Prostate cancer

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Prostatic intraepithelial neoplasia (PIN), atypical small acinar proliferation (ASAP) and proliferative inflammatory atrophy (PIA) are conditions of the prostate. They are usually found when doctors remove tissue from the prostate to diagnose or treat a different problem, such as benign prostatic hyperplasia (BPH). Some experts classify PIN, ASAP and PIA as precancerous conditions, but most experts don’t think they are linked to a higher chance of developing prostate cancer. So men with PIN, ASAP and PIA aren’t treated, and only men who have ASAP need follow-up.

Prostatic intraepithelial neoplasia (PIN)

PIN is an abnormal condition of the epithelial cellsepithelial cellsA specialized cell that makes up the epithelium (a layer of cells that lines the body’s hollow organs and glands and makes up the outer layer of the skin). Some epithelial cells produce mucus or other secretions. that line the glands of the prostate. It can affect more than one area of the prostate (called multifocal PIN). PIN is usually found by a biopsybiopsyThe removal of cells or tissues for examination under a microscope. to check for prostate cancer or during a transurethral resection of the prostate (TURP), a type of surgery used to treat BPH.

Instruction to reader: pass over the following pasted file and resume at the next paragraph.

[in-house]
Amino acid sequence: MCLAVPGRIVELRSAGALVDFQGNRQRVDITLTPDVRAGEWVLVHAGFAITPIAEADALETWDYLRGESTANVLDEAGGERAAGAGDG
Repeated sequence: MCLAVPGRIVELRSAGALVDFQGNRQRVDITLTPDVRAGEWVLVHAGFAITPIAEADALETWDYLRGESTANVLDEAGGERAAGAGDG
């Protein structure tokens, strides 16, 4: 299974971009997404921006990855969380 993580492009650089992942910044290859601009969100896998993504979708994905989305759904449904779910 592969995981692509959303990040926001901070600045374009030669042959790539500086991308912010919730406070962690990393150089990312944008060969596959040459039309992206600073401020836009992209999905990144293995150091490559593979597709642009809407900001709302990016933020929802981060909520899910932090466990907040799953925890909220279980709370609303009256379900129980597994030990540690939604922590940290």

Atypical small acinar proliferation (ASAP)

ASAP is an abnormal growth of gland cells in the prostate. Some men with ASAP may have prostate cancer, so some doctors recommend doing a follow-up biopsy in 6 months. If the repeat biopsy also shows ASAP, doctors may recommend treatment.

Proliferative inflammatory atrophy (PIA)

PIA means there are areas of inflammation in the prostate and the prostate cells look smaller than normal.


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